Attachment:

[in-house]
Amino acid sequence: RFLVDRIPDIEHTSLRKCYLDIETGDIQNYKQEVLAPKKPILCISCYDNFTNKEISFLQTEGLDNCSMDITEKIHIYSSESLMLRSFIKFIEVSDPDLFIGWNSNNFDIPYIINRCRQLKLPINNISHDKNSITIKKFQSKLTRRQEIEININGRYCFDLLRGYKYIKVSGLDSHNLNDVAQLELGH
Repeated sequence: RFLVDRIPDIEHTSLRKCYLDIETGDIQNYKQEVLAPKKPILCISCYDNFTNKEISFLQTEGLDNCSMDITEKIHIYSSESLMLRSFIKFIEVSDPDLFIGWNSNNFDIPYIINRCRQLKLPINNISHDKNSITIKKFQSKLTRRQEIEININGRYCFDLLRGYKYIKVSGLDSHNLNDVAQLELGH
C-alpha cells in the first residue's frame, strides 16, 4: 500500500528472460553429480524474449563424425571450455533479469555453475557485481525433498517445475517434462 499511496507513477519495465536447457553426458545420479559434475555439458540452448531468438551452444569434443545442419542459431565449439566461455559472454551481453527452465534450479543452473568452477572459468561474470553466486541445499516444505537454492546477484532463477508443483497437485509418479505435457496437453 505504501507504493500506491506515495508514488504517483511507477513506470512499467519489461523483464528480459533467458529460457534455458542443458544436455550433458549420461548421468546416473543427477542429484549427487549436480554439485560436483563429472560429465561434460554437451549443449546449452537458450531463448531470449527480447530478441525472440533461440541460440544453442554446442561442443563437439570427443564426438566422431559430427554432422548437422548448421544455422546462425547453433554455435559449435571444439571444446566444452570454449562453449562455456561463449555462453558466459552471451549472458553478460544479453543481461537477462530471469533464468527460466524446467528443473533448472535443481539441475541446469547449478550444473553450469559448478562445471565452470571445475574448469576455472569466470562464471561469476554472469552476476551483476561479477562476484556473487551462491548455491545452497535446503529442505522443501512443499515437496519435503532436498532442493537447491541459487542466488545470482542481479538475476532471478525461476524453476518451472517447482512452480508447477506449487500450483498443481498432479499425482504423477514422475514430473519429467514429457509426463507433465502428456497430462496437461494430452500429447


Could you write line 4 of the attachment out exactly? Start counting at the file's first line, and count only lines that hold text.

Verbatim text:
C-alpha cells in the first residue's frame, strides 16, 4: 500500500528472460553429480524474449563424425571450455533479469555453475557485481525433498517445475517434462 499511496507513477519495465536447457553426458545420479559434475555439458540452448531468438551452444569434443545442419542459431565449439566461455559472454551481453527452465534450479543452473568452477572459468561474470553466486541445499516444505537454492546477484532463477508443483497437485509418479505435457496437453 505504501507504493500506491506515495508514488504517483511507477513506470512499467519489461523483464528480459533467458529460457534455458542443458544436455550433458549420461548421468546416473543427477542429484549427487549436480554439485560436483563429472560429465561434460554437451549443449546449452537458450531463448531470449527480447530478441525472440533461440541460440544453442554446442561442443563437439570427443564426438566422431559430427554432422548437422548448421544455422546462425547453433554455435559449435571444439571444446566444452570454449562453449562455456561463449555462453558466459552471451549472458553478460544479453543481461537477462530471469533464468527460466524446467528443473533448472535443481539441475541446469547449478550444473553450469559448478562445471565452470571445475574448469576455472569466470562464471561469476554472469552476476551483476561479477562476484556473487551462491548455491545452497535446503529442505522443501512443499515437496519435503532436498532442493537447491541459487542466488545470482542481479538475476532471478525461476524453476518451472517447482512452480508447477506449487500450483498443481498432479499425482504423477514422475514430473519429467514429457509426463507433465502428456497430462496437461494430452500429447